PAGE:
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Why don’t we offer the same help to all victims of cyberbullying?

Raquel António, Rita Guerra e Carla Moleiro, Centro de Investigação e Intervenção Social, CIS-Iscte – Instituto Universitário de Lisboa, Portugal;
Projeto selecionado no concurso para apoiar projetos de investigação sobre a realidade social dos jovens em Portugal (FP22-1)

Bullying rarely occurs without an audience and can be considered a group phenomenon, rather than just a personal behaviour. Evidence suggests that previous contact between different social groups increases bystanders’ helping intentions in bullying episodes. However, less is known about the potential positive effects of intergroup factors on bystanders’ behaviours when witnessing cyberbullying based on one’s social identity or group membership.

The online survey conducted with 4,507 Portuguese youth as part of the TURN_ON HELP project, which aimed at understanding cyberbullying towards different minority groups, namely LGBTI+ and Black youth, showed that bystanders’ responses varied depending on the target of the cyberbullying, helping an LGBTI+ youth victim less than a Black one.

This research can contribute to the development of theoretical approaches for understanding what promotes bystanders’ helping intentions in bias-based cyberbullying episodes, as well as to the development of specific interventions to foster helping behaviours among youth.
Key points
  • 1
       In the past six months, 18% of participants reported experiencing cyberbullying. The experience of cyberbullying was more common among youth who self-identified as female, Transgender and Gender-Diverse (TGGD), non-heterosexual, belonging to an ethnic minority, and having lower socioeconomic status.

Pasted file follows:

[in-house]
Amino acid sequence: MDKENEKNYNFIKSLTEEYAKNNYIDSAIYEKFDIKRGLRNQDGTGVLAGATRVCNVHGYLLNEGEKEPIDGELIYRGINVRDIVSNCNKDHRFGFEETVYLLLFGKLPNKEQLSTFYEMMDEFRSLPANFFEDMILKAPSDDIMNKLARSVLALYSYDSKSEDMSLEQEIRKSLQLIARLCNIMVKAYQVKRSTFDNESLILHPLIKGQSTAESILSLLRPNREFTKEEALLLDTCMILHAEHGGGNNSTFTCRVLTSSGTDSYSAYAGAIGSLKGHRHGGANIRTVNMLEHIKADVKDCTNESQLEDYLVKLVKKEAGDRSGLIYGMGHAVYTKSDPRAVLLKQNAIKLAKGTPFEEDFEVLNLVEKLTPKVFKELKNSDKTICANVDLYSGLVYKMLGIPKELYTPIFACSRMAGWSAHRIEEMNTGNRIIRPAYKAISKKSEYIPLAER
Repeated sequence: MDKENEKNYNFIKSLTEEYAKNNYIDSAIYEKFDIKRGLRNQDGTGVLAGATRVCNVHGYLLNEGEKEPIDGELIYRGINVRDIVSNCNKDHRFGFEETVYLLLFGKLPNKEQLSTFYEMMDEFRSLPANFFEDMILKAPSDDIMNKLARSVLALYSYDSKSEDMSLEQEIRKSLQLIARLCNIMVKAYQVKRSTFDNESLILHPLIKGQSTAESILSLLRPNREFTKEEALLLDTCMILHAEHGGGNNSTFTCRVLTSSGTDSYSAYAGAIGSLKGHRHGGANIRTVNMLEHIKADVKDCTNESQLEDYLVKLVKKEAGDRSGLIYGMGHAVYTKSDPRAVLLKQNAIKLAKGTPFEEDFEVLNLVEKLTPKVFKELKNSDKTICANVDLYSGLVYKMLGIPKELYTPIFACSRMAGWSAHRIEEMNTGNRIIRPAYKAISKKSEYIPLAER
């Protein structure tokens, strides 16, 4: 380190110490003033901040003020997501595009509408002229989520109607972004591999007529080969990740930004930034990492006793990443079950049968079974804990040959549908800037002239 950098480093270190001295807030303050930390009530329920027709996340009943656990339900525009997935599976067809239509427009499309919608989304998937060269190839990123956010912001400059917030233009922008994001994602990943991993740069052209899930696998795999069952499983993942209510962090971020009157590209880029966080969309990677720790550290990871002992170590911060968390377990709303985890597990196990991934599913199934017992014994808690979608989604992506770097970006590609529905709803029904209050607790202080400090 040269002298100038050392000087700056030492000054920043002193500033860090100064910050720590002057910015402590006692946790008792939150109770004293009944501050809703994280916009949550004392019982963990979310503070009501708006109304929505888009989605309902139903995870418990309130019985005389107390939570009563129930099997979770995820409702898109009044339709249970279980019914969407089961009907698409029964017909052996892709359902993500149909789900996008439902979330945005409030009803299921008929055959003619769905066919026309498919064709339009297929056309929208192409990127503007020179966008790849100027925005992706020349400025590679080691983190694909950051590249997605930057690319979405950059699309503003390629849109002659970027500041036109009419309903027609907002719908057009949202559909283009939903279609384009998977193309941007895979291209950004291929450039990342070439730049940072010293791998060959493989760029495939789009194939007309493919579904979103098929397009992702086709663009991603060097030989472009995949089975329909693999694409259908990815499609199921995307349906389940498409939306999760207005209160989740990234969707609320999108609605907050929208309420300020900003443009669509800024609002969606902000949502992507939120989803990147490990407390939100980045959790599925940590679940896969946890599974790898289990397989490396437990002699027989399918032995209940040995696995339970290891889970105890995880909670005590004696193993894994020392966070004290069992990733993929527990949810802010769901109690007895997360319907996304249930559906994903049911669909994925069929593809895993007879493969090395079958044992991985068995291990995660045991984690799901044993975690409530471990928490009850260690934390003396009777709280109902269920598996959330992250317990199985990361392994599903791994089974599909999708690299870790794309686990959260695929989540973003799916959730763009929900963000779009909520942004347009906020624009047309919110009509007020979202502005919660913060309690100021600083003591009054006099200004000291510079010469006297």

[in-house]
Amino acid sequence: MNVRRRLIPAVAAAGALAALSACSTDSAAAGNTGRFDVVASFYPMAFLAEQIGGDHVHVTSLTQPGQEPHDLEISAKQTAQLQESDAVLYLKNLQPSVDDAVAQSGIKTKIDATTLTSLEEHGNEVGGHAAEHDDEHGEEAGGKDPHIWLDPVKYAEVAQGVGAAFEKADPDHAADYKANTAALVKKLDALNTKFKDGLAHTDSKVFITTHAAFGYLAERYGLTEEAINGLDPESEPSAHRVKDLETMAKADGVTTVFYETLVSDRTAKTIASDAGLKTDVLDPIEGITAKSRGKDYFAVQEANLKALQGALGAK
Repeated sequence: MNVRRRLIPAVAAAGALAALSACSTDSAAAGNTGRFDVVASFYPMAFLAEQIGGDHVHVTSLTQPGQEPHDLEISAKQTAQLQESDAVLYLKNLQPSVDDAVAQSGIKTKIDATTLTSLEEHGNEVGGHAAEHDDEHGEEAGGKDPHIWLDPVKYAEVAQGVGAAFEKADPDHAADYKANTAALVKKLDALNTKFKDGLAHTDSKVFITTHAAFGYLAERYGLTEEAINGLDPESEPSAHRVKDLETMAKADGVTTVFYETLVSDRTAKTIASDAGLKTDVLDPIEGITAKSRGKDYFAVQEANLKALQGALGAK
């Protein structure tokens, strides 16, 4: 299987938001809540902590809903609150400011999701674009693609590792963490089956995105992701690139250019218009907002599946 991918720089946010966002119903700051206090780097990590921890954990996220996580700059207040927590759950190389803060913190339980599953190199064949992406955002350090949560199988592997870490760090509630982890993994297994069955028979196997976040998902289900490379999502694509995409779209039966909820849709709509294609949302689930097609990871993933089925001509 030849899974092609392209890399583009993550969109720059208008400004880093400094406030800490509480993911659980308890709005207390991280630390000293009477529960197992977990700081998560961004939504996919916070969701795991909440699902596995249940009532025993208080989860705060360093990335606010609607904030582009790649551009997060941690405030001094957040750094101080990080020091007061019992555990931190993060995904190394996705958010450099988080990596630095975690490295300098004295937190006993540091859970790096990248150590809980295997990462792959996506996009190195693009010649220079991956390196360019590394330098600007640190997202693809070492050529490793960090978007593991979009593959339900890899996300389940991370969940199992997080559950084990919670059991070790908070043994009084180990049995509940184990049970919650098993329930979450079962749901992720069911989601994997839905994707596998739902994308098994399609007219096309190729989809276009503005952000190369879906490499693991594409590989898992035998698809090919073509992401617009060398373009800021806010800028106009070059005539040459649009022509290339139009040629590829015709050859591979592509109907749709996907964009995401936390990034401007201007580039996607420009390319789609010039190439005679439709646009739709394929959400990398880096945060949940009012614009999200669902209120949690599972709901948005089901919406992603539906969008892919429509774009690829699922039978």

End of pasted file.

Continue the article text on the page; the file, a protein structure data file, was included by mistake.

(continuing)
• 2
       Participants who observed an episode of cyberbullying targeting an LGBTI+ youth revealed fewer helping intentions, less empathy, less positive group norms, less inclusive identities, less positive attitudes, and more intergroup anxiety, compared to those who observed an episode of cyberbullying targeting a Black youth.
  • 3
       Having LGBTI+ friends and perceiving Heterosexual and LGBTI+ people as part of the same inclusive group was associated with increased helping intentions, by increasing empathy.
  • 4
       Having Black friends and perceiving White and Black people as part of the same inclusive group was associated with increased helping intentions, by increasing empathy and positive group norms

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